There are no after-market hours in the forex market, except on the weekends.
Every forex market (Tokyo, London, New York, and every other market) is open and available for trading 24 hours per day, five days per week.
When we say that a particular market is "open" for 9 hours per day, from 8am (local time) until 5 pm (local time), we are simply saying that the majority of trading in that market occurs in that time period.
However, trading does not cease at 5 pm, and then resume at 8 am the next day. Instead, about 83% of each day's trading volume in each market (Tokyo, London, etc.) occurs in the 9 daytime hours betweeen 8 am and 5 pm, local time. And only about 17% of each day's volume occurs in the 15 overnight hours between 5 pm and 8 am the next day.
The best forex charts divide the trading week into 5 equal trading days, with "days" beginning and ending at 5 pm New York time (10 pm London time). The 5 trading days are:
Monday (trading day) --- begins at 5 pm Sunday, ends at 5 pm Monday
Tuesday (trading day) --- begins at 5 pm Monday, ends at 5 pm Tuesday
Wednesday (trading day) --- begins at 5 pm Tuesday, end at 5 pm Wednesday
Thursday (trading day) --- begins at 5 pm Wednesday, ends at 5 pm Thursday
Friday (trading day) --- begins at 5 pm Thursday, ends at 5 pm Friday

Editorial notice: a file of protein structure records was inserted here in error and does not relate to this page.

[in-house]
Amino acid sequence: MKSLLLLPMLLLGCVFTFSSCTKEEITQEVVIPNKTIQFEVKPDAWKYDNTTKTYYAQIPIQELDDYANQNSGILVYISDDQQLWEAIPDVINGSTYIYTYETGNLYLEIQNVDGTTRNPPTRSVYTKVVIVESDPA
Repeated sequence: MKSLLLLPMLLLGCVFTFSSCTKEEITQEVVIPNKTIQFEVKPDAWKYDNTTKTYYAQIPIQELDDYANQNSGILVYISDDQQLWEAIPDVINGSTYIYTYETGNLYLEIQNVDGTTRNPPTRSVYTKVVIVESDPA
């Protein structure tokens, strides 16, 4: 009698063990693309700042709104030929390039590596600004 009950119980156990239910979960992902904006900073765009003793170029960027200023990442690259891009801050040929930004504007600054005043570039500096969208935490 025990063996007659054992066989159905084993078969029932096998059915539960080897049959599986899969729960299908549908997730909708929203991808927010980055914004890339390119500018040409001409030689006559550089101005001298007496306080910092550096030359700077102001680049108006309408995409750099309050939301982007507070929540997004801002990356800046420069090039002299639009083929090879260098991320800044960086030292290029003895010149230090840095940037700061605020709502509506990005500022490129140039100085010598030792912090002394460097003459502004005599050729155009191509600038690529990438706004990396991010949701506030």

The 48-hour period between 5 pm Friday and 5 pm Sunday (during which time the retail forex market is closed) is ignored in these charts. So, the first candle on the Monday trading day (opening at 5 pm Sunday, New York time) follows immediately after the last candle on the Friday trading day (which closed at 5 pm Friday, New York time), without a space or gap.
There may be a gap in price between the Friday close and the Monday open, but there is no gap in time, according to this 5-trading-day method of charting.
Therefore, S/R lines, trendlines, moving averages, and all other studies and indicators are plotted as continuous lines (or curves), as if there were no weekend pause in the forex market. And this is true regardless of the time-frame on which you are plotting these studies.
I hope that clears things up for you.
Welcome to this forum, by the way !